It was nominated for the Grammy Award for Best Song Written Specifically for a Motion Picture or Television in 1988, but lost to Phil Collins’ “Two Hearts” (from the film Buster). “Two Hearts” and Carly Simon’s “Let the River Run” from Working Girl jointly beat it for the Golden Globe Award for Best Original Song.
“A Groovy Kind of Love” is a pop song written by Toni Wine and Carole Bayer Sager and published by the Screen Gems music publishing company. It is heavily based on the Rondo movement of Sonatina in G major, op. 36 no. 5 by Muzio Clementi. The song was released first by Diane & Annita in 1965, and several covers have since appeared on worldwide music charts.
The song title was an early use of the then-new slang word “groovy”. Wine, who was 17 years old when she wrote the song, said, “Carole came up with “Groovy kinda… groovy kinda… groovy…” and we’re all just saying, ‘Kinda groovy, kinda groovy, kinda…’ and I don’t exactly know who came up with “Love”, but it was ‘Groovy kind of love’. And we did it. We wrote it in 20 minutes. It was amazing. Just flew out of our mouths, and at the piano, it was a real quick and easy song to write.”
“Red Red Wine” is a song written, performed and originally recorded by American singer Neil Diamond in 1967, included on Neil’s second studio album, Just for You. The lyrics are sung from the perspective of someone who finds drinking red wine the only way to forget his woes.
When Neil left the Bang Records label in 1968, Bang continued to release Neil Diamond singles, often adding newly recorded instruments and background vocals to album tracks from the two Neil Diamond albums that Bang had issued. For the “Red Red Wine” single, Bang added a background choir without Neil’s involvement or permission. Diamond’s version reached number sixty-two on the Billboard Hot 100 chart in 1968. The original album version was released on Diamond’s The Greatest Hits (1966–92) but the 1968 single version has never been issued on a vinyl album or CD.
The song was covered by several artists, shortly after Diamond’s recording was released. Tony Tribe covered the song in 1969 in a reggae-influenced style. UB40 recorded it in 1983 in a lighter reggae style; a version which topped the Billboard Hot 100 and the UK Singles Chart. Diamond later performed a UB40-inspired version of the song on tour.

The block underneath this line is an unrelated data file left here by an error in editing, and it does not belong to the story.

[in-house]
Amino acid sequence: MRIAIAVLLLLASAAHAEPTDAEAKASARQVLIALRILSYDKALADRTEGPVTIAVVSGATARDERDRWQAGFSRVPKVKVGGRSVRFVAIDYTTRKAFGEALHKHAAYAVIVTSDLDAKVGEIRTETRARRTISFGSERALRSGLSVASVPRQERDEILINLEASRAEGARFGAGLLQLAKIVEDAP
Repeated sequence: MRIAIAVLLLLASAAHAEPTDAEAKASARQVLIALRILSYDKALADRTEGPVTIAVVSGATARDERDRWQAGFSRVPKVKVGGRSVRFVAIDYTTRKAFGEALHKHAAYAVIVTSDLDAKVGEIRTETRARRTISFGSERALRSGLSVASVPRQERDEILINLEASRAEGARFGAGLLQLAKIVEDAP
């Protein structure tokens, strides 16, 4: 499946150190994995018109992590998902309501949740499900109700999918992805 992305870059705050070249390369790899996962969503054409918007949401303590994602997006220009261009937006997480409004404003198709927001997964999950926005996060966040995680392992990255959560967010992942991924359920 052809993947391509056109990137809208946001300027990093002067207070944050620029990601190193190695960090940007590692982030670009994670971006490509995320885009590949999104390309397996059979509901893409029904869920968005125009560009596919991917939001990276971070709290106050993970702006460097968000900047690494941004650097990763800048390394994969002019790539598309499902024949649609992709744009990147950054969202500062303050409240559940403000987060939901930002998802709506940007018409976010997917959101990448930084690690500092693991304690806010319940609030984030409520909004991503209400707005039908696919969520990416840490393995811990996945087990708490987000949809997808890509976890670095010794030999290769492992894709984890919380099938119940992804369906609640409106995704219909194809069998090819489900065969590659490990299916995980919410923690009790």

“Love Bites” is a power ballad recorded by the English rock band Def Leppard in 1987 on the album Hysteria. It is Def Leppard’s only number-one single on the Billboard Hot 100 to date.
When Robert John “Mutt” Lange originally brought the song to the band’s attention, it was a country ballad, which the band thought sounded like nothing they had done before. The band then added power rock elements and emotive backing vocals similar to those used in R&B ballads at the time. The title “Love Bites” was originally used for a very different song that was eventually re-titled “I Wanna Be Your Hero”, and which appeared as a Hysteria B-side and later on the album Retro Active.
Following the huge momentum generated by “Pour Some Sugar on Me”, the song was released in August 1988 and quickly shot to the top of the U.S. charts, dethroning Bobby McFerrin’s “Don’t Worry, Be Happy”. It stayed there for one week before giving up the position to UB40’s “Red Red Wine”. The song also hit number eleven in the UK (their second best showing from the album).
“Don’t Worry, Be Happy” was a popular worldwide hit song by musician Bobby McFerrin. Released in September 1988, it became the first a cappella song to reach number one on the Billboard Hot 100 chart, a position it held for two weeks. The song’s title is taken from a famous quotation by Meher Baba. The “instruments” in the acappella song are entirely overdubbed voice parts and other sounds made by McFerrin, using no instruments at all; McFerrin also sings with an affected accent. The comedic original music video for the song stars McFerrin, Robin Williams, and Bill Irwin, and is considerably shorter than the album version.
“Sweet Child o’ Mine” is a song by the American rock band Guns N’ Roses, featured on their debut studio album, Appetite for Destruction (1987). Released in August 1988 as the album’s third single, the song topped the Billboard Hot 100 chart, becoming the band’s first and only number-one single in the U.S. Billboard ranked it as the No. 5 song for 1988. It reached number six on the UK Singles Chart, when re-released in 1989.